Plaintiff is correct that the charts in and of themselves do not provide any evidentiary support for Defendants. In particular, the second and third charts fail to meet Defendants' burden of rebuttal. See Gates, 987 F.2d at 1397-98. Those two charts do not provide any substance to challenge Plaintiff's request, but rather merely in conclusory fashion state Defendants' belief that some items could have been billed at a lower rate and their perception of reasonable attorneys' fees should be. That is wholly insufficient.*fn2 See id.

However, Defendants' chart summarizing duplicative billing is different. Though the chart itself is not evidence, it refers to documents already put forth as evidence, namely Plaintiff's billing records. Additionally, this chart also references court documents filed by Plaintiff in not only this case, but also in the two related cases with pending motions for attorneys' fees. Defendants also include these documents as exhibits to its opposition.*fn3 (See Kaufman Decl. Exs. 1--2.) After comparing Defendants' chart of duplicative work with the billing records and other evidence submitted, the Court finds that the chart is accurate.

Looking at these documents, the Court agrees with Defendants that the filings identified involved duplicative work. For example, after closer inspection, it is clear that the complaints in this case, Dawson, and Clark are virtually identical. There are minor tweaks to names and some details, but the factual and legal allegations are identical. Moreover, even the paragraph numbering tracks 1-to-1 between these three complaints. Plaintiff's motion to strike and motion to quash are also nearly identical to the same motions filed in Dawson and Clark. Lending further credence to Defendants' contention is that almost all of these items listed as duplicative span the exact same dates in their respective billing records. For example, attendance of a telephonic ENE is listed in all three cases as having occurred on 8/25/11, drafting discovery in all three occurred from 9/12/11 to 11/10/11, and review of the protective order in all three occurred on 9/13/11 and 10/4/11.

Accordingly, the Court reduces all of the duplicative entries in Plaintiff's billing records by two-thirds, with the exception of the work done drafting the ENE briefs. Because the work done to draft the ENE briefs only occurred in this case and Dawson, the Court reduces that request by one-half. The Court finds that such reduction is reasonable and warranted to account for the duplicative work divided among two or three cases, and that Plaintiff failed to meet her burden showing that a good-faith effort was made to exclude these redundant hours. See Hensley, 461 U.S. at 434. The total reduction of attorneys' fees in this case as a result of duplicative billing will thus amount to $6,073.33.*fn4

B. Lodestar Multiplier

Under the lodestar approach, "[t]he court may . . . enhance the lodestar with a 'multiplier', if necessary, to arrive at a reasonable fee in light of all the circumstances of the case." Van Vranken v. Atl. Richfield Co., 901 F. Supp. 294, 298 (N.D. Cal. 1995). The court may "adjust[] the lodestar figure on the basis of [the] Kerr factors not already subsumed in the initial calculation."*fn5 McGrath, 67 F.3d at 252. "Application of a multiplier is completely within the Court's discretion." Hess v. Ramona Unified Sch. Dist., No. 07-CV-49 W(CAB), 2008 WL 5381243, at *8 (S.D. Cal. Dec. 19, 2008) (Whelan, J.).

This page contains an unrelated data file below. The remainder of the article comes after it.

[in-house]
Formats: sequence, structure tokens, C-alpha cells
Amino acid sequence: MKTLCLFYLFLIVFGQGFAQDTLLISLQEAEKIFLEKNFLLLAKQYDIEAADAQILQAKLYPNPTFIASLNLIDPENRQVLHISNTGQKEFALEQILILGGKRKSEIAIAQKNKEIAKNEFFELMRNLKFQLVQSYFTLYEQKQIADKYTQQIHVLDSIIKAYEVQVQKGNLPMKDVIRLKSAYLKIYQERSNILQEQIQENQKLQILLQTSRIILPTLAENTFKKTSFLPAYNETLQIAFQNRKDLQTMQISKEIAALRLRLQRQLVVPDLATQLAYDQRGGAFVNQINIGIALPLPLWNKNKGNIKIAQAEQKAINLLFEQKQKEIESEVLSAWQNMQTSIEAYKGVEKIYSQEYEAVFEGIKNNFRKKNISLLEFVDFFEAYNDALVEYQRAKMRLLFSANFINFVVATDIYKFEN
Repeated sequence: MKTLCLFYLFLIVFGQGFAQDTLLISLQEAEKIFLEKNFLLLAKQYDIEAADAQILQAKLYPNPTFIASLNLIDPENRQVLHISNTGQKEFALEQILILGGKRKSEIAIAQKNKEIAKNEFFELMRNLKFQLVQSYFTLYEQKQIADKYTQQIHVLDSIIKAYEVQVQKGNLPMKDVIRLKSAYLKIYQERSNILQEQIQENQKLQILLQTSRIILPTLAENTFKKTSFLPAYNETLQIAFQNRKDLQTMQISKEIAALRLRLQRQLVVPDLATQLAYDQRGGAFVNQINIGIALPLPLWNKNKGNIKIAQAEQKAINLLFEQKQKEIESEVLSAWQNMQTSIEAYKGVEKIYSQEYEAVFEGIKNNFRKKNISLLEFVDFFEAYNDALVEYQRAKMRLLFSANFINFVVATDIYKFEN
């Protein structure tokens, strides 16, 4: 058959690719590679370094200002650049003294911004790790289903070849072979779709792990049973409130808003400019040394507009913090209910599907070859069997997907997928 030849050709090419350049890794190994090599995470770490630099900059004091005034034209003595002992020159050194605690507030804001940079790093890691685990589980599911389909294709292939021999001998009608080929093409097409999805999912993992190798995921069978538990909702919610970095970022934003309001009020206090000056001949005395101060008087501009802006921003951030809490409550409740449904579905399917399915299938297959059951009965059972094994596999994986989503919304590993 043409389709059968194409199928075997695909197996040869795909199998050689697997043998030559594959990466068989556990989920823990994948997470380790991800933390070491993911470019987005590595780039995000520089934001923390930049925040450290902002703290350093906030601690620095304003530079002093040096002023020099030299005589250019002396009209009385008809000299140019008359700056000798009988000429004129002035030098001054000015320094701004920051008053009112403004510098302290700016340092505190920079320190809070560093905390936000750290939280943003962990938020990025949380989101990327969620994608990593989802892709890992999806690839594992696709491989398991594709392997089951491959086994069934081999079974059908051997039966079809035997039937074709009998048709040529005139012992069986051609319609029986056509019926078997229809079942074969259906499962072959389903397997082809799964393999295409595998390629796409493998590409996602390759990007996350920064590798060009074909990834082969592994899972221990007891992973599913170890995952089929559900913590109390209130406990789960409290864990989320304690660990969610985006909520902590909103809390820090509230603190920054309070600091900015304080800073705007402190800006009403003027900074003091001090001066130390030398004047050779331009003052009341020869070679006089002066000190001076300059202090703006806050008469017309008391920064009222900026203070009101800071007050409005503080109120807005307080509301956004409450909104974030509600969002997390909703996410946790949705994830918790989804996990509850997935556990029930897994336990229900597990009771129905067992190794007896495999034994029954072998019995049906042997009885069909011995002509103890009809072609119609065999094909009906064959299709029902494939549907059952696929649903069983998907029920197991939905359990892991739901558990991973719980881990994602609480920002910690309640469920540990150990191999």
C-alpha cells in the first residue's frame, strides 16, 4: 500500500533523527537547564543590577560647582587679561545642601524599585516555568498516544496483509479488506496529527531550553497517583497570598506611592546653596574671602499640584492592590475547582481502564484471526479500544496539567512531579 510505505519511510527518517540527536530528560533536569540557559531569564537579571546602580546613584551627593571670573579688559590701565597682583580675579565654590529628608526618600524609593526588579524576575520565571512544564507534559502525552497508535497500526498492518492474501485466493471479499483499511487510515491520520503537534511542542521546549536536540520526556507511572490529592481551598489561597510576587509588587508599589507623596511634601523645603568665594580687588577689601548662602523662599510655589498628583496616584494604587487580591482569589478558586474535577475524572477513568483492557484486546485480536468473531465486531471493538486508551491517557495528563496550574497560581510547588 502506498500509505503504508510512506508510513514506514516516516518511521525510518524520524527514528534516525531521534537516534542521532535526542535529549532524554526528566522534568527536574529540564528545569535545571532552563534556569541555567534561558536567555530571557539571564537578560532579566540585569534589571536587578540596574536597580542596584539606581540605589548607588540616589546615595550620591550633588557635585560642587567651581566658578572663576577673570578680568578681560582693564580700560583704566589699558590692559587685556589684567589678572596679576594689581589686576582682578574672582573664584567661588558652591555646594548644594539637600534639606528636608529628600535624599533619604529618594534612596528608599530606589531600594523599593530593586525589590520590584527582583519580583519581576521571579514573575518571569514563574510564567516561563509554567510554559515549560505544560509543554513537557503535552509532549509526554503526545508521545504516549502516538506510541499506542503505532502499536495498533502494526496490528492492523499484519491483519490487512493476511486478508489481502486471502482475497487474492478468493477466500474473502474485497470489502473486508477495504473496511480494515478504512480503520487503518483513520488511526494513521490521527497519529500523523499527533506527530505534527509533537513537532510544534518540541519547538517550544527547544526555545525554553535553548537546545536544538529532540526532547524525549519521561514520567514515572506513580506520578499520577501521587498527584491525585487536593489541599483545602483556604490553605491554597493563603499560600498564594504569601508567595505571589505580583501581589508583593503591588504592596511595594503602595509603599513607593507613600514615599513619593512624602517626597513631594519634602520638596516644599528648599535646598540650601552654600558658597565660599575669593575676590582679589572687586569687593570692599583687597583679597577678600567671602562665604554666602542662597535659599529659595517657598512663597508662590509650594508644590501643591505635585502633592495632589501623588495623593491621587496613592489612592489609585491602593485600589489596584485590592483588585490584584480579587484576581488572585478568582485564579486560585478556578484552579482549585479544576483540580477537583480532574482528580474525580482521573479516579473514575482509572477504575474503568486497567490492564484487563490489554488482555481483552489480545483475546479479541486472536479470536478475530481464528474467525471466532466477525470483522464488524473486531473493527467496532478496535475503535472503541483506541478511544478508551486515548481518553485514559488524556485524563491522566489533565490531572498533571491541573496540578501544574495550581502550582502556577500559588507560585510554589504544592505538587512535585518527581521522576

Plaintiff argues that she should be granted a 1.5 multiplier because of the contingent nature of the case, considerable financial risk to Plaintiff's counsel, and the time and labor required. (Pl.'s Mot. 16:19--19:11.) Plaintiff particularly emphasizes the first argument. However, "[f]ederal law, unlike California law, does not allow for contingency multipliers." Murillo v. Pac. Gas & Elec. Co., No. CIV 2:08-1974, 2010 WL 2889728, at *10 (E.D. Cal. July 21, 2010). Given that Plaintiff seeks attorneys' fees under the FLSA, a federal statute, applying a contingency multiplier is not appropriate. (See Pl.'s Mot. 2:19--26.) Similarly, the financial risk of non-payment that Plaintiff contemplates is a result of the contingent nature of the case. Thus, applying a multiplier for that reason is also not appropriate. To justify the multiplier on the basis of time and labor required, Plaintiff merely states that it spent approximately 105.87 hours litigating this case, and achieved "absolute victory" against a "huge company" and "one of the biggest and most respected law firms in the United States." (Pl.'s Mot. 19:3--9.) That explanation is wholly insufficient. Accordingly, the Court finds that applying a multiplier is not necessary to arrive at a reasonable fee. See Van Vranken, 901 F. Supp. at 298.


In light of the foregoing, the Court GRANTS IN PART and DENIES IN PART Plaintiff's motion for attorneys' fees and costs, and AWARDS Plaintiff $24,737.90 in attorneys' fees and $600.31 in costs.*fn6 (Doc. 28.)